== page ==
Anthropology Magazine
Photo Essay / Field Notes

The Death of a Hungry God

The electrocution of a wild elephant in a village in northeast India illustrates how these formidable beings are experienced as both animal and deity.

One evening in August 2014, a wild elephant was accidentally killed in Gajbari village in Assam, a state in northeast India. [1] The name of the actual village has been changed at the request of the author. He was a young adult male with tusks, or “tusker,” who, along with two other males, was known to regularly forage at night in the neighborhood. While eating bamboo leaves in someone’s yard, the elephant unwittingly touched a dangerously low-hanging power line and was electrocuted. He died instantly. The next morning, a steady stream of people from the local area visited the body. It was a rare spectacle to see a dead elephant, and villagers were curious to view the animal close-up in daylight. It was also a chance to see and interact with a god.

From 1880 to 2013, 61 percent of Assam’s forests have been lost due to human development, resulting in the destruction, fragmentation, and degradation of elephant habitat. A lack of adequate food and space means that the 5,700 wild Asian elephants scattered across the state have grown more dependent on domestic produce and are encountering people more often. Every night in the months prior to harvest, herds will “raid” village paddy fields, often for rice, which is the primary crop in Assam. Elephants can cause massive economic loss, sleep deprivation, and severe anxiety for impoverished farmers who are desperately trying to protect their farmland. Both humans and elephants become frustrated, aggressive, and sometimes violent with each other when competing over crops, at times resulting in the deaths of either party. The term “conflict” is commonly used to characterize the human-elephant relationship in the 21st century.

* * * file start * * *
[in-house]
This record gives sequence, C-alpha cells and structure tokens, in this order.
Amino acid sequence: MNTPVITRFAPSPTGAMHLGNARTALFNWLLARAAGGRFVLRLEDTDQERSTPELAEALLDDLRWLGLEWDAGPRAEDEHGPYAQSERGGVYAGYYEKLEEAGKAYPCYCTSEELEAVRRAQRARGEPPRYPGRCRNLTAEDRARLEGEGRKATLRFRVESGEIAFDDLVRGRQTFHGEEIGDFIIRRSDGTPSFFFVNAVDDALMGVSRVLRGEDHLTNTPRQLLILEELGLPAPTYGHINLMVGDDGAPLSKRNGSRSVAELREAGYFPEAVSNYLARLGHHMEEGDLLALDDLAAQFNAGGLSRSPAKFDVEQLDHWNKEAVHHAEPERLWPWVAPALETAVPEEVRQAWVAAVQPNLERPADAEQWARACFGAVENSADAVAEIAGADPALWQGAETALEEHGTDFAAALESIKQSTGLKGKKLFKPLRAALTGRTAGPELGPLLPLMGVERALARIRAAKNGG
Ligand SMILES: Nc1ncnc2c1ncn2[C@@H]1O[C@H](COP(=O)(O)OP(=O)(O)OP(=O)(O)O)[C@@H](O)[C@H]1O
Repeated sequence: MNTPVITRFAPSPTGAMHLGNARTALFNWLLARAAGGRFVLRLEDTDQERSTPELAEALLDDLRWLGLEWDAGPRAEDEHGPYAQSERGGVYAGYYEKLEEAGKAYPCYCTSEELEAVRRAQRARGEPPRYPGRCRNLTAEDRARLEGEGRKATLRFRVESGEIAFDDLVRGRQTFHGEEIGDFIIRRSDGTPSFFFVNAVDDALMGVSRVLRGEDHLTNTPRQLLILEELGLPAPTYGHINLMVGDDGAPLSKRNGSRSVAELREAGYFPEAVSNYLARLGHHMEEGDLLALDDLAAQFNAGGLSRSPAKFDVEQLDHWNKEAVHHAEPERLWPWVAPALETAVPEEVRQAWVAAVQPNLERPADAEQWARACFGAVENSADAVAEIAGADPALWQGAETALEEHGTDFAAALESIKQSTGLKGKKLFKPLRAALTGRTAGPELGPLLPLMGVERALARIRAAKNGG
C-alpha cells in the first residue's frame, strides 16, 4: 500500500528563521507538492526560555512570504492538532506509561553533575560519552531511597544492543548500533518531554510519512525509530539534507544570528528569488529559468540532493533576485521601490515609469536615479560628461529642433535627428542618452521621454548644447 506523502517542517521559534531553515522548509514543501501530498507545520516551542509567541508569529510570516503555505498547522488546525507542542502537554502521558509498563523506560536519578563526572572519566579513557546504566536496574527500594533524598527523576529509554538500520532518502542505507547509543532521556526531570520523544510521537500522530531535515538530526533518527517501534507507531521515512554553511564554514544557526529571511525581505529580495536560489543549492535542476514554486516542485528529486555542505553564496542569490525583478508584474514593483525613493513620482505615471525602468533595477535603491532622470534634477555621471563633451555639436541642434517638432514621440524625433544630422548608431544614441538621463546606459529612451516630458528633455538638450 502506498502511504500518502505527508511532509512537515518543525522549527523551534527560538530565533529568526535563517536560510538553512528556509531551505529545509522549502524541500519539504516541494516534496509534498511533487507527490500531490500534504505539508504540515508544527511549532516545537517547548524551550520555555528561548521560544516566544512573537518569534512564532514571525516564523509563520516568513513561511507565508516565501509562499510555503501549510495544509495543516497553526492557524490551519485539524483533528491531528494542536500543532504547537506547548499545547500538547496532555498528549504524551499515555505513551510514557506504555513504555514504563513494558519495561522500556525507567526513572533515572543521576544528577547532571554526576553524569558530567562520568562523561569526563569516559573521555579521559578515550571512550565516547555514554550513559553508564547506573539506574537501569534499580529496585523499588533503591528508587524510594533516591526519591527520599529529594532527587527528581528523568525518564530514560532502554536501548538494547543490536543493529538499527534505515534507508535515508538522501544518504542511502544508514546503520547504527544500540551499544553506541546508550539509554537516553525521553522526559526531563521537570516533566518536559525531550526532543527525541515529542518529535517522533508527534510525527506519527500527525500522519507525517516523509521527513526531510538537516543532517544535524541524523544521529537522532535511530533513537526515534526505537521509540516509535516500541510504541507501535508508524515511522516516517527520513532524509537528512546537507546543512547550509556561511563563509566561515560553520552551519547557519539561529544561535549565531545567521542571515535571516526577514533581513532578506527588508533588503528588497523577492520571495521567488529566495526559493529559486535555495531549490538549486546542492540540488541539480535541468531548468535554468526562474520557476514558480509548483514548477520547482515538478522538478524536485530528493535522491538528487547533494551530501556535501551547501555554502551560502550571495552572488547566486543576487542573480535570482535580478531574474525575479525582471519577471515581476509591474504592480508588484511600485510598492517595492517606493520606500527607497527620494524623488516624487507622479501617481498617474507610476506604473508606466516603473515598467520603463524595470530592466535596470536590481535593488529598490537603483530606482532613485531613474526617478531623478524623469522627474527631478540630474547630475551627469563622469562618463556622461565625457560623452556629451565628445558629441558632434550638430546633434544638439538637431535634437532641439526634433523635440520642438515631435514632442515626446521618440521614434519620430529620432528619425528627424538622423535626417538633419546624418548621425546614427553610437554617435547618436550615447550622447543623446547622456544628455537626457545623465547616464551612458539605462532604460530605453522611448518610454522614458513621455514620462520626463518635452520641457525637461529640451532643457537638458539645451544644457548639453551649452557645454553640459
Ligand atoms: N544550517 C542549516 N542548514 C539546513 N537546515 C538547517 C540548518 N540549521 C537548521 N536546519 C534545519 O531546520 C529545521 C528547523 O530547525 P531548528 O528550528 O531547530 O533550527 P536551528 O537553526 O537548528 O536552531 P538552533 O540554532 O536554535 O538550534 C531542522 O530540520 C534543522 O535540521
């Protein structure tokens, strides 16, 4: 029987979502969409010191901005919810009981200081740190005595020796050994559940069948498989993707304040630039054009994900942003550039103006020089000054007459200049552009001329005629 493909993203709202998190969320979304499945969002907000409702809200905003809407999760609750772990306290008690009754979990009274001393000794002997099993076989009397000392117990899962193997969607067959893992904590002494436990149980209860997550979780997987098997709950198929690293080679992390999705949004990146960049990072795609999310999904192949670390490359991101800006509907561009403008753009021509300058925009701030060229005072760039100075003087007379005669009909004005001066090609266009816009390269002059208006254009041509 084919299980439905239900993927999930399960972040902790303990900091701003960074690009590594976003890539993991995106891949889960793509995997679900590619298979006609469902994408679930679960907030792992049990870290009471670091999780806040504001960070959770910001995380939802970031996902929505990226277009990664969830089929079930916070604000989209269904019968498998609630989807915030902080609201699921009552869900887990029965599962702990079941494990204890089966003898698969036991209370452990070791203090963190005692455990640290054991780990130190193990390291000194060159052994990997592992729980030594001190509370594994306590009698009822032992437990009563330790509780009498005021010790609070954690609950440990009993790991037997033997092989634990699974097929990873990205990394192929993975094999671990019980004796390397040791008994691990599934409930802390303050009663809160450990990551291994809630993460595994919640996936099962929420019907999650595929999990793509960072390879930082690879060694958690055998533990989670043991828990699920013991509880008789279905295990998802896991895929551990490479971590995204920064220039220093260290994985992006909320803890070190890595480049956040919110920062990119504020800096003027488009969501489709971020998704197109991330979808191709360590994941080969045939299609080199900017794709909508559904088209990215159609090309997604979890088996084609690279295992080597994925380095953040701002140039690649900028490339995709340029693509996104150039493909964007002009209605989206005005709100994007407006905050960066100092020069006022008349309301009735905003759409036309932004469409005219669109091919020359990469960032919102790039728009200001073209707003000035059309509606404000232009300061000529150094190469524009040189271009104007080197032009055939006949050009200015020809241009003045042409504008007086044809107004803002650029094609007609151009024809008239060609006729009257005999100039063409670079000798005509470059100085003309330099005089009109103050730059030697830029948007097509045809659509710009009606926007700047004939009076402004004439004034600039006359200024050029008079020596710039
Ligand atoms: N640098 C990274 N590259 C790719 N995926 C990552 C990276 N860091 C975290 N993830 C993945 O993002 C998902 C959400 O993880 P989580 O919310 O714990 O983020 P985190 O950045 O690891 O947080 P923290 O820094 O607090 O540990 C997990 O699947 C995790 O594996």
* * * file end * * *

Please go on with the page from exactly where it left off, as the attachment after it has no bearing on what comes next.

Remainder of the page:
Yet the complex nature of the interaction between these two species is not wholly antagonistic, and the status of elephants is not simply that of “agricultural pest.” In 2013 and 2014, I spent 18 months doing ethnographic research on human-elephant relations in Assam. The people I worked with considered elephants as too intelligent, aware, and impressive to be mere animals. Many Assamese spoke of how elephants can perceive the hidden intentions and moral character of people. Villagers approached elephants with respect and sometimes communicated with them through worshipful gestures. Elephants seemed to recognize these acts and reciprocate by not disturbing reverent persons. More than simply animals, elephants in Gajbari and the surrounding neighborhood were living, breathing incarnations of the Hindu god Ganesh.

Paul Keil is an anthropologist whose primary focus is on human-nonhuman relations. His doctoral research in Assam, a state in northeast India, examined sites where the worlds and activities of people and elephants are interconnected. Prior to his work in Assam, Keil conducted an ethnographic analysis of distributed cognition in sheepdog teams and psychological research on collaborative remembering between long-term couples. He received his Ph.D. from Macquarie University in Australia, where he is an honorary postdoctoral associate in the department of anthropology. Keil is currently based in Thailand and continues to conduct research and write about interspecies encounters. Follow him on Twitter @pgkeil.

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